The May long weekend is coming! This is the traditional weekend for getting everything in the garden.
I think that many gardeners still tend to lump all vegetables into one category when it comes to temperatures. The prevailing sentiment is that cold and frost is devastating for all varieties of vegetables. But nothing could be further from the truth.
Vegetables are truly individuals and they run the spectrum when it comes to ideal and injurious temperatures. To illustrate this point, I’ve included my vegetable/temperature chart.
The temperatures in the chart list the baseline temperatures that plants require to grow. For example, eggplant essentially stops growing at 15.6 celsius while at the other end of the spectrum, onions will grow at temperatures above a chilly 1.7 celsius! Onions can also tolerate several degrees of frost without sustaining damage.
The ‘heat unit’ component of the chart is particularly important for commercial growers especially in our region. For example, different varieties of sweet corn will require varying amounts of heat to develop mature cobs. Growers look at the average high temperatures and average low temperatures, for their region, then calculate the average heat units. If the calculation shows that they are growing in a ‘2200 corn heat units’ zone, then they would be pretty safe growing 2200 heat unit corn varieties. 2800 heat unit corn varieties would be very risky and likely not mature before the first fall frost.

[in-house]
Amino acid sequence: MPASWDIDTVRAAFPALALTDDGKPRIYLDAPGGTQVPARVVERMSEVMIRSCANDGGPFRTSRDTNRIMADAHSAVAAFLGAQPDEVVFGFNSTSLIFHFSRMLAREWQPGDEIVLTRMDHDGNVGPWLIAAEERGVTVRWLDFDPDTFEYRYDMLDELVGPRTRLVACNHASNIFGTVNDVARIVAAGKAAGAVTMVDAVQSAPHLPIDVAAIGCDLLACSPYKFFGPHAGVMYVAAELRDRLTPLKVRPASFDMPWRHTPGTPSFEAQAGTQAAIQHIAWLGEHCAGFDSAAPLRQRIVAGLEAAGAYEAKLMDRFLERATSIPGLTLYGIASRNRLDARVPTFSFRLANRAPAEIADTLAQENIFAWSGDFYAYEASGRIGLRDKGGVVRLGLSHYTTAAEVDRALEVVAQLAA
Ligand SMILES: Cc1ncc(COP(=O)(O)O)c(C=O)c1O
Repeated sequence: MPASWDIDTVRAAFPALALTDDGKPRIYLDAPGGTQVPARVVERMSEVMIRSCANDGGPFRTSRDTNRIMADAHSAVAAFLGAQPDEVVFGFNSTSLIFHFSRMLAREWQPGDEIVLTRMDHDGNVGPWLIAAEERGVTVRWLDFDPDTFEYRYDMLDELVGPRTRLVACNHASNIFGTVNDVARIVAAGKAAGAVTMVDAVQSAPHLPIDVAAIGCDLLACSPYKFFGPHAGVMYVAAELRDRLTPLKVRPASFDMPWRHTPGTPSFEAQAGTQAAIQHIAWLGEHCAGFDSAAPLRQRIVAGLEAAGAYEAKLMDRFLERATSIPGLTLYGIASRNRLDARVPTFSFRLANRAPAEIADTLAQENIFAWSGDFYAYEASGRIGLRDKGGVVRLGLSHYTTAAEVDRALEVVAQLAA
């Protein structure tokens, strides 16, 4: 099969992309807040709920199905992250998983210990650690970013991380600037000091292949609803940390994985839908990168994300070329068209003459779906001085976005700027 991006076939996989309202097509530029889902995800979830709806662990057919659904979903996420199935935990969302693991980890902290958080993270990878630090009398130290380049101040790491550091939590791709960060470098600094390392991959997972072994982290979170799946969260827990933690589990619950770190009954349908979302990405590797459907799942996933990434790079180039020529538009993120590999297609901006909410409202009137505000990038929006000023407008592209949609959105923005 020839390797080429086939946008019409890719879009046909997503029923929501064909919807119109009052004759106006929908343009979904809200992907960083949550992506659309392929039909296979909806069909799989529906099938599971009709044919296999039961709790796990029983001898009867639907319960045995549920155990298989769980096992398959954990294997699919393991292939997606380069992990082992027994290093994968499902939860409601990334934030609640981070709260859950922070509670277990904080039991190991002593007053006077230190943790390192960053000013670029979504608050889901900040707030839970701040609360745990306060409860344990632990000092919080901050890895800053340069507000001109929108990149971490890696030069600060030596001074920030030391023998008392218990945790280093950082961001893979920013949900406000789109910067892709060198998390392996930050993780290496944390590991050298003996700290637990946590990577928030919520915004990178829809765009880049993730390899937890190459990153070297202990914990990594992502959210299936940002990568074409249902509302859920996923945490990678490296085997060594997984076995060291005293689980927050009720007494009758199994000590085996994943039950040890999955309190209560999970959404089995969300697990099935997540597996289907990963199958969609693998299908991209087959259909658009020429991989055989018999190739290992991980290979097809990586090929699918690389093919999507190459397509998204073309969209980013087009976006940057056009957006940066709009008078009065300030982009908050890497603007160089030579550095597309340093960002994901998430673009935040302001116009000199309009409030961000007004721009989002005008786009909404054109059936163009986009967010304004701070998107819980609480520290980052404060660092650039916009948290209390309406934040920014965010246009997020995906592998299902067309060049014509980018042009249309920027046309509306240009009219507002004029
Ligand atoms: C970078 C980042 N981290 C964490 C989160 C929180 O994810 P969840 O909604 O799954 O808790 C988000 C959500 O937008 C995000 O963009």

So if you follow the chart data, you can pretty much plant all of your vegetables, but you may want to hold-off on the eggplant and okra for a few more days.